You are on page 1of 43

_________________________________

University admissions by individual schools


September 2007 Embargo: 00:01 Thursday 20th September 2007

Contents Foreword Executive summary Introduction Admission hit rates and admissions trends University hit rates and average school A-level results Discussion and ways forward Appendix 1: School rankings Appendix 2: Data and definitions 3 6 9 11 16 21 29 42

Foreword In an increasingly competitive world it is becoming more important to make full use of the talents of all our young people by ensuring that the brightest and best have the opportunity to reach university. There is a growing demand for a graduate workforce, and a declining number of jobs which require lower level qualifications. Furthermore, if you look at the top people in our society in the media, politics, law, medicine and business you find that the vast majority were educated at a small number of elite universities. So for those of us interested in social mobility it remains a matter for deep concern that, as this report so vividly shows, a young persons chance of reaching one of these highlyselective universities and particularly Oxbridge is an order of magnitude higher for those who attend one of a handful of the countrys elite fee-paying schools. Where does this leave the vast majority of children whose families cannot afford a private education? Of course, there are some state schools which do have good records of gaining entry to selective universities, but there are whole swathes which do not and as other research has shown students from less privileged backgrounds are much more likely to attend one of these. What are the reasons underlying this worrying situation? Certainly, those in independent schools generally gain higher grades at A level than their state-educated peers, and are thus in a better position to apply to selective universities. It is clear that we need to continue to work to raise standards in state schools, particularly those in challenging, inner city contexts. But attainment is not the whole story. This analysis reinforces the findings of previous research by the Higher Education Funding Council for England, supported by the Sutton Trust, which showed that there are many students from non-privileged backgrounds with high exam grades who do not end up at research-led universities. Basically put, a student in a state school is as likely to go on to a leading university as a student from the independent sector who gets two grades lower at A level.
1

It is difficult to pinpoint exactly why this is, but it is certainly connected to young peoples aspirations and the quality of advice they receive. Many of our independent schools and the highest-performing state schools offer their pupils the sort of tailored preparation and guidance which enables them to make informed and timely decisions which are appropriate to their talents and interests. Those who have the potential to benefit from an Oxbridge education are encouraged and supported to do so, through help picking the right subject choices, to assistance with drafting personal statements and preparing for interviews.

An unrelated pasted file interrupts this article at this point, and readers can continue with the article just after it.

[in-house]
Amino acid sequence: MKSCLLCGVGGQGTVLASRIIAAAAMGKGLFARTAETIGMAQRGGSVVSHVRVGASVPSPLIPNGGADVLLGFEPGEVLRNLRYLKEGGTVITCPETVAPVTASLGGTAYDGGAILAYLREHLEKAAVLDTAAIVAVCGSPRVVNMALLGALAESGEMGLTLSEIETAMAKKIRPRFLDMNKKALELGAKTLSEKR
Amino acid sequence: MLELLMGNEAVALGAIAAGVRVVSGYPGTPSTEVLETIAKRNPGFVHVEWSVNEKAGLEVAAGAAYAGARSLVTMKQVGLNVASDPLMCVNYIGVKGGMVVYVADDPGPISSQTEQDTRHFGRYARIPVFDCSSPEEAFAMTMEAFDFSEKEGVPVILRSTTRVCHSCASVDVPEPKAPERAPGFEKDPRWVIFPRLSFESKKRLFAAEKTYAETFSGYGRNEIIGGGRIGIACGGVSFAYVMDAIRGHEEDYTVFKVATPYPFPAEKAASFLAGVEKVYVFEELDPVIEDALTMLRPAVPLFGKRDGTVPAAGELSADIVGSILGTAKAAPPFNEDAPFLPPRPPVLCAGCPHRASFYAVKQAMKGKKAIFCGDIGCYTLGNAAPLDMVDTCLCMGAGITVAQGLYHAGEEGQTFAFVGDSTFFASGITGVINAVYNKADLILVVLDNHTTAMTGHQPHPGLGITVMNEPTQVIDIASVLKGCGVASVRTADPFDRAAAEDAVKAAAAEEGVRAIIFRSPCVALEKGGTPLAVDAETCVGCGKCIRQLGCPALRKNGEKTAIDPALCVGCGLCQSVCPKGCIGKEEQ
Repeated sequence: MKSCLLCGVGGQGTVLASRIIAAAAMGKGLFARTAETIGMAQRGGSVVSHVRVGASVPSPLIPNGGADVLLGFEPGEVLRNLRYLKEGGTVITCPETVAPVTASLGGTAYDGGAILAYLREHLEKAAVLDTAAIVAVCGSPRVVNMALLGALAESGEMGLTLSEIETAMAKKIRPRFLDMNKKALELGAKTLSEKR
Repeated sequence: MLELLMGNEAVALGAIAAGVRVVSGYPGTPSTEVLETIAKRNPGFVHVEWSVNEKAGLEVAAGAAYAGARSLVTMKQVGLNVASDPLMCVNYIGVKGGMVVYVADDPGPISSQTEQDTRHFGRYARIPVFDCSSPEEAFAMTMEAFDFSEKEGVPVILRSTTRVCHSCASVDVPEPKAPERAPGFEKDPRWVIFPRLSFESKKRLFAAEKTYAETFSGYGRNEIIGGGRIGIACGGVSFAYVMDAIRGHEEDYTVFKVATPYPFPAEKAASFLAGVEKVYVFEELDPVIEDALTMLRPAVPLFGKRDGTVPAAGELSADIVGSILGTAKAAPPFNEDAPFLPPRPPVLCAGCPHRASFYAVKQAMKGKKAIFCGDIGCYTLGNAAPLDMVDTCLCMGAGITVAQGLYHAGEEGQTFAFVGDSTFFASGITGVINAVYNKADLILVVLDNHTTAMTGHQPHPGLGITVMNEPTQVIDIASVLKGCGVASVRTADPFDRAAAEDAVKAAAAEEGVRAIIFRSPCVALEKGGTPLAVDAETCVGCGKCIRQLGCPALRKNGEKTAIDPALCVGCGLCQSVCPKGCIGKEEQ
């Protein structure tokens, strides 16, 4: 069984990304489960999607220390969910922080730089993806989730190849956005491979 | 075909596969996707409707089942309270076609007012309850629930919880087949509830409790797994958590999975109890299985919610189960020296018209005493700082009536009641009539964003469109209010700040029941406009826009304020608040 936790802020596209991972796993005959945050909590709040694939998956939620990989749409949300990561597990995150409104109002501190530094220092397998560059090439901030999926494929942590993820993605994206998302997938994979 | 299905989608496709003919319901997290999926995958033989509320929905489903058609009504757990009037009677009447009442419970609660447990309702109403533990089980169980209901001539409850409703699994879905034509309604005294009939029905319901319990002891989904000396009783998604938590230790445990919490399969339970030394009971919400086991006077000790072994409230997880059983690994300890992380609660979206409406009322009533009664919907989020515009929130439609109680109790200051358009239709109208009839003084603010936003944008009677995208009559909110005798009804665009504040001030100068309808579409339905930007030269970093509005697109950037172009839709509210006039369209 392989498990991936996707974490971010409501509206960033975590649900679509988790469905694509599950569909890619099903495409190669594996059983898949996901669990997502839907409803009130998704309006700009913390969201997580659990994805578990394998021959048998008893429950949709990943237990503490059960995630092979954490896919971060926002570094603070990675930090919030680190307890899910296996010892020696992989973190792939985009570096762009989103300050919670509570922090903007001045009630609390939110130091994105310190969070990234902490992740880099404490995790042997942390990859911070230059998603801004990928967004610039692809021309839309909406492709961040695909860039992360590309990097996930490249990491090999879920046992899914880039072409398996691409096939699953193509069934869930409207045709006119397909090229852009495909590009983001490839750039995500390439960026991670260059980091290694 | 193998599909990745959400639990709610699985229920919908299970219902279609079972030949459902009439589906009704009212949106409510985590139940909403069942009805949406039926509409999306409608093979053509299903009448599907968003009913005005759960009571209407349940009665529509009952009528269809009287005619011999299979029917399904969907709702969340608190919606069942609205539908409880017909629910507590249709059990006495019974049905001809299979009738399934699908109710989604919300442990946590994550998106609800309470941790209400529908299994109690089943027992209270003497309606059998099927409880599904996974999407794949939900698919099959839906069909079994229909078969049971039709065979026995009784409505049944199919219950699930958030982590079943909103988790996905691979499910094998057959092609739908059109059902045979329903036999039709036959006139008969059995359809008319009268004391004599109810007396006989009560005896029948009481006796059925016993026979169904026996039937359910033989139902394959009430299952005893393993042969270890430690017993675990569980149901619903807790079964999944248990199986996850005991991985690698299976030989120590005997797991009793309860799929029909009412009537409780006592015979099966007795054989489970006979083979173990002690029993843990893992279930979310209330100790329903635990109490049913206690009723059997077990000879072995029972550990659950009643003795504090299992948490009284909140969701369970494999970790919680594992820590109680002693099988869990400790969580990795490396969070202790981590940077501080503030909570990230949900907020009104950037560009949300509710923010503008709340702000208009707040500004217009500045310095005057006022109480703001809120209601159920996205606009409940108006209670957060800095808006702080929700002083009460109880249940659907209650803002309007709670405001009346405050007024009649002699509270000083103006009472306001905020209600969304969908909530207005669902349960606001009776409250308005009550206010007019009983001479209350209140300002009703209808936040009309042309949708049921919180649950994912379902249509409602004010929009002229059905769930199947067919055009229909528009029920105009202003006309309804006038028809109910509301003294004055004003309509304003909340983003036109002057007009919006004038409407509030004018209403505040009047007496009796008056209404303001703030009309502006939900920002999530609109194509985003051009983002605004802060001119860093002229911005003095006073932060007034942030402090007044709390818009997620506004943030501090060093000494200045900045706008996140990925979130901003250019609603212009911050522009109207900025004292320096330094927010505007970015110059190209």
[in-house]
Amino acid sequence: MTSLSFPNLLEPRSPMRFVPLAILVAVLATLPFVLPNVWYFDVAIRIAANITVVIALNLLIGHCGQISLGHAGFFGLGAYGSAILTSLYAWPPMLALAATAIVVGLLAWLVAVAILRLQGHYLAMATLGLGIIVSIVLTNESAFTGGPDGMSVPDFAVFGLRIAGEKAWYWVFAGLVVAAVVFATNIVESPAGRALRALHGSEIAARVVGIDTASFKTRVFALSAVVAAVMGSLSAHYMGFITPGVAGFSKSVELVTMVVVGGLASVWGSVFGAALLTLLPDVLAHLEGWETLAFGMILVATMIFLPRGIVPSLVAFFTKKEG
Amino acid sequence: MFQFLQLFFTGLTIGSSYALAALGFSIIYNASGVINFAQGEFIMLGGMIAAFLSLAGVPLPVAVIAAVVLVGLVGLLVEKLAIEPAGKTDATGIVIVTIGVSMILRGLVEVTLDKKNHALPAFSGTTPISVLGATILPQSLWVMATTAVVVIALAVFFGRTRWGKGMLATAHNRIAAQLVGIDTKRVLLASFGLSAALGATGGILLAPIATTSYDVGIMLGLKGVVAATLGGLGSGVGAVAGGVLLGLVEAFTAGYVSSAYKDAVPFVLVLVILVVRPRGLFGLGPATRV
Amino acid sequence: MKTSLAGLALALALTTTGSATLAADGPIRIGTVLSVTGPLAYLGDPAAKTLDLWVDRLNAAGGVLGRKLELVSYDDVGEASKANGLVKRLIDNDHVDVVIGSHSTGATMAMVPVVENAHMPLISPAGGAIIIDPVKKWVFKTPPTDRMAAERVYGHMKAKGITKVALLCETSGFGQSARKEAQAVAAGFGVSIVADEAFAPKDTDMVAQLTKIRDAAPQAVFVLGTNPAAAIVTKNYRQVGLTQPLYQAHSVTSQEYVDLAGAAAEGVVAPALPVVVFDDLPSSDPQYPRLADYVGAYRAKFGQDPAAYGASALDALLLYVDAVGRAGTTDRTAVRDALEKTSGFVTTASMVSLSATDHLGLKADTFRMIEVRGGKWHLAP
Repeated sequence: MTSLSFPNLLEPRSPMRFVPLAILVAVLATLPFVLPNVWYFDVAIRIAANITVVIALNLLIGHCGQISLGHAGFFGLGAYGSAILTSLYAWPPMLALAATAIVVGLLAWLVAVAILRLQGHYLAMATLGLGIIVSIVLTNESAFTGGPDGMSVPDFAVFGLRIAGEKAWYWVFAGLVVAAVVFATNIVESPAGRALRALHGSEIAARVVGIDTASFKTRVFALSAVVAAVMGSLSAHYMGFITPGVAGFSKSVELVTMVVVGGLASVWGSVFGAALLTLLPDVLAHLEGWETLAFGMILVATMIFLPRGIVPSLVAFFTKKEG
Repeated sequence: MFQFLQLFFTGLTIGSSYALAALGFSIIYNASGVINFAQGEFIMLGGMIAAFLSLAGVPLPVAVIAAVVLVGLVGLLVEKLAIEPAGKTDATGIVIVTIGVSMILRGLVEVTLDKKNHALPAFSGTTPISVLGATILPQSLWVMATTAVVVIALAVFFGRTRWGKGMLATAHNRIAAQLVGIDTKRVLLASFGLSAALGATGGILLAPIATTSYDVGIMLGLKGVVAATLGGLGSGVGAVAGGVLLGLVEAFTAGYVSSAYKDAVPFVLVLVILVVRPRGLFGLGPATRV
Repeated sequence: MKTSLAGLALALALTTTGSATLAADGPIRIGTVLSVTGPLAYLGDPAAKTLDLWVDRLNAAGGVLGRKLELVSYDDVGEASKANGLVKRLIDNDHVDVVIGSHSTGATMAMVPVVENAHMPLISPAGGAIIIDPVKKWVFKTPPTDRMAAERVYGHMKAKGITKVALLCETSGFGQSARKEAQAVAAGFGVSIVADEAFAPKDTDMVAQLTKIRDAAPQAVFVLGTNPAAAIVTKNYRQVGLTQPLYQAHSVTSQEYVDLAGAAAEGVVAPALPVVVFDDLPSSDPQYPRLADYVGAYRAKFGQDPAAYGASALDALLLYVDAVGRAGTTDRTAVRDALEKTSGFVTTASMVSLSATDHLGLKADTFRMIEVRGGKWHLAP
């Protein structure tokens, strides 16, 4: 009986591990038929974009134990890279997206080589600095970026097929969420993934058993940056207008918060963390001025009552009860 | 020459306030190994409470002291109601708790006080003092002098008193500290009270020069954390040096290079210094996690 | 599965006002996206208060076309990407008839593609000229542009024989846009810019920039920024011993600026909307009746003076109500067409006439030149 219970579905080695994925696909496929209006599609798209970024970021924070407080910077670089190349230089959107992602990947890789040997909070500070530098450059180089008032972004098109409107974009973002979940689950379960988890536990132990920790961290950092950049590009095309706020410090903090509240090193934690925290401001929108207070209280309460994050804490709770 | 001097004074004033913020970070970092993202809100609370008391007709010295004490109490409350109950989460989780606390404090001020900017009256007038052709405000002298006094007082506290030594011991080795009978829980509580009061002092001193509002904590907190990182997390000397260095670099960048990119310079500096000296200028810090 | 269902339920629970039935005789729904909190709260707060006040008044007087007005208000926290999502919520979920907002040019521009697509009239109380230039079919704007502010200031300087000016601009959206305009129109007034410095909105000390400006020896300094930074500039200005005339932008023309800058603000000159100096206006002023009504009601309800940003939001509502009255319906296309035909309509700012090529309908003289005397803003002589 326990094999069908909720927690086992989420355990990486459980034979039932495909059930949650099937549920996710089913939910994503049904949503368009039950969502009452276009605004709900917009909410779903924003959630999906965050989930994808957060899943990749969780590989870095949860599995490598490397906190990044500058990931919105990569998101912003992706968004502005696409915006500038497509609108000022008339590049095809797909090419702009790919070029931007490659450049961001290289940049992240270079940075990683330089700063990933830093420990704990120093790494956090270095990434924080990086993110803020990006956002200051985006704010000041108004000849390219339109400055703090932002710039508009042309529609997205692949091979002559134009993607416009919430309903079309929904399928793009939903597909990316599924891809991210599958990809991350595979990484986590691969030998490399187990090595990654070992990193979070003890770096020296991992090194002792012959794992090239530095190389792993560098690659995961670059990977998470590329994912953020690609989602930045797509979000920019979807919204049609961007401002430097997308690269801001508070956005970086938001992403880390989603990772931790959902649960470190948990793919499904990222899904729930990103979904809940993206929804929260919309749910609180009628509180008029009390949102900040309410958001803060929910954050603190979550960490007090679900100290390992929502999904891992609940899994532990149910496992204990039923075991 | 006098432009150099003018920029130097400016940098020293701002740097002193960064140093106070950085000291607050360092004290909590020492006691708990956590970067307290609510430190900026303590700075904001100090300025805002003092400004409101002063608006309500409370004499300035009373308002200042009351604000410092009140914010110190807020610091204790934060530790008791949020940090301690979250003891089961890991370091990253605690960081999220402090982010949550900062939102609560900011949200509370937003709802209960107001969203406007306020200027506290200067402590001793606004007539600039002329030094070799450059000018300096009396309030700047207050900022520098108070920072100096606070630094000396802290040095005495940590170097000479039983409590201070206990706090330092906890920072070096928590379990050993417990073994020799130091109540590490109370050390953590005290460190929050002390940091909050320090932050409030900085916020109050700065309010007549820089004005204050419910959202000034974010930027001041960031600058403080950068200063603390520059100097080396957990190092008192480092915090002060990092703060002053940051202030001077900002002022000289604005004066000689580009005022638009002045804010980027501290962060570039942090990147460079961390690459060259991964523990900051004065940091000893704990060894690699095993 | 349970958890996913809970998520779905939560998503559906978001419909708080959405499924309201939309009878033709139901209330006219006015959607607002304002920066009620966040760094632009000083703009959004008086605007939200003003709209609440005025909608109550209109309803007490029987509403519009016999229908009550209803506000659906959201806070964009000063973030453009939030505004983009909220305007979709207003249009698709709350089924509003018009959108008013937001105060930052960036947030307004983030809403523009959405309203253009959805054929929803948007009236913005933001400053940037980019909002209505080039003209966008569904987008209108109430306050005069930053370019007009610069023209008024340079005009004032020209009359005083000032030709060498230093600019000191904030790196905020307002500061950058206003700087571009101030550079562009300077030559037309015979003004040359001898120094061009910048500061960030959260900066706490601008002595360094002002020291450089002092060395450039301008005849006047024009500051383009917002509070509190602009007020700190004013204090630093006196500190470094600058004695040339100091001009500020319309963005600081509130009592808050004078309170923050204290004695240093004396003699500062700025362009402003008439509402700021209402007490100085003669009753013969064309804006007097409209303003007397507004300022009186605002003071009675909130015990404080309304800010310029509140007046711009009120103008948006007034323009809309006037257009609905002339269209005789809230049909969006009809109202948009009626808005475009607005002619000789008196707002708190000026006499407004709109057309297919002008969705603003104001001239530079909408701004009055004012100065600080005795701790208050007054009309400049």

The Missing 3000 report supported by the Trust found that 45% of independent school students who obtain 26 points (under the UCAS tariff, the equivalent of an A and two Bs) go to a leading university, whereas just 26% of state school students with the same qualifications do.

It may also be the case that independent school pupils are more able to demonstrate a deeper and broader understanding of their subject beyond that required to achieve the top exam grades, and are more likely to have studied shortage academic subjects which leading universities tend to value. This is, of course, something to be celebrated and valued, and this report should not be read as being in any way critical of this level of excellence far from it. Rather, our response must be to develop similar opportunities for all young people in our state education system, so that youngsters are not so disadvantaged by where they happen to go to school. We must also open-up independent day schools and high-performing state schools to those from less privileged backgrounds. Our Open Access scheme at The Belvedere School in Liverpool, run in partnership with the Girls Day School Trust, has shown how this can be achieved successfully in the independent sector, and our enrichment scheme at Pates Grammar School in Cheltenham has highlighted the possibilities within the maintained sector. But we also need to ask questions about the extent to which universities should be looking for potential alongside prior achievement amongst applicants. Of course, tutors need to be confident that a student is equipped with the skills and knowledge on which to build further during their studies. But universities also need to recognise the unevenness of the system from which applicants are drawn. A student who has gained good A level grades in the face of a challenging school and home environment, but who, perhaps, is not as widely read as his peer from a privileged background, surely has plenty of room to blossom during their undergraduate years? To my mind, universities should be about nurturing and developing talent, not honing a finished product. Of course, there is no simple solution to the inequalities highlighted in this report. For over a decade the Trust has undertaken a range of projects and research with a focus on these deep-rooted issues, and our summer school programme and other access initiatives have reached tens of thousands of young people. There are more students from state schools, lower social classes and poor neighbourhoods at university today than ten years ago. Those of us working towards fairer access to leading universities are swimming up stream, and I certainly believe that the situation would be considerably worse had the government and others including universities not invested resources in this agenda. In fact, an analysis the Boston Consulting Group recently undertook showed that our access initiatives are excellent value for money: every 1 invested results in a present value benefit of 15 to those who take part. Nevertheless there is much more that remains to be done. That is why we are spending 1.5 million this year on university access projects and over the next five years are committing a further 10 million. We are also calling on universities, schools and other organisations to put